With Love for God, and Concern about Fracking:An appeal to engage in local discussion around Hydraulic Fracturing in many parts of the Anglican Communion.

With Love for God, and Concern about Fracking:An appeal to engage in local discussion around Hydraulic Fracturing in many parts of the Anglican Communion.

INTRODUCTION

Through a personal appeal grounded in local experience Dr. Jeff Golliher, Program Director for the Environment and Sustainable Communities, Anglican United Nations Office, New York, NY and an advisor to the Anglican Communion Environmental Network, provides not only information about fracking but a strategy for engagement.

He highlights the challenges facing any faith-based researched: How do we know who is telling the truth? What are the implications for healthy communities, for the land and for groundwater? What is “clean energy?” Who will benefit, and who will suffer years after the technology has been employed? How does one respond to the claim that “it’s jobs versus the environment?” “Is Fracking safe?”

Dr. Golliher offers here not an official church statement, but a way to engage with local stakeholders through respectful dialogue, a process he has participated in personally in New York State with some success. He brings a Christian faith-based perspective to a technical and scientific conversation.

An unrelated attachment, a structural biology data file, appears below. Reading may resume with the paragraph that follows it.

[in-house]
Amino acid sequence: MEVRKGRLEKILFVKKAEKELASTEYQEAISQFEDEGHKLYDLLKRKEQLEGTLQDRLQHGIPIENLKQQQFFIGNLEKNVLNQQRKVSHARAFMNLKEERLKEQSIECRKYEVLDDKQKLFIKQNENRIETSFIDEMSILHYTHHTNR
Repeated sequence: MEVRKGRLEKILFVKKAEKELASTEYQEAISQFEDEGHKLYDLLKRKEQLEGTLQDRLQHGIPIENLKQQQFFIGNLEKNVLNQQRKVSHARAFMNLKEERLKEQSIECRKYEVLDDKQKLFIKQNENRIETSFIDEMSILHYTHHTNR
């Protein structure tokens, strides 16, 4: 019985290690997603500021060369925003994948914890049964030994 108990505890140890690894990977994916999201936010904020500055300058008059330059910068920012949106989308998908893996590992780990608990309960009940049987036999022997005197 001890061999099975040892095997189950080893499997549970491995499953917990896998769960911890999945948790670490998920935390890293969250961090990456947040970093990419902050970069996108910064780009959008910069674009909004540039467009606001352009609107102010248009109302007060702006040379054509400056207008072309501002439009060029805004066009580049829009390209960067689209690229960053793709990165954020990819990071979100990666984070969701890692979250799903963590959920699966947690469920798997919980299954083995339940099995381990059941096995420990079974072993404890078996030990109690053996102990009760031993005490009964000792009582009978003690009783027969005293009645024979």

He concludes: “If fracking is practiced where you live, my suggestion is to familiarize yourself with the materials provided here, contact local groups that have probably formed, and discuss the issue with your bishop.”

Dr. Golliher’s letter is published on the GREEN ANGLICANS blog at https://carbonfast2013.wordpress.com/ and on the webpages of the Anglican Communion Environmental network at http://acen.anglicancommunion.org/

 

TEXT – May 13, 2013

Dear Brothers and Sisters,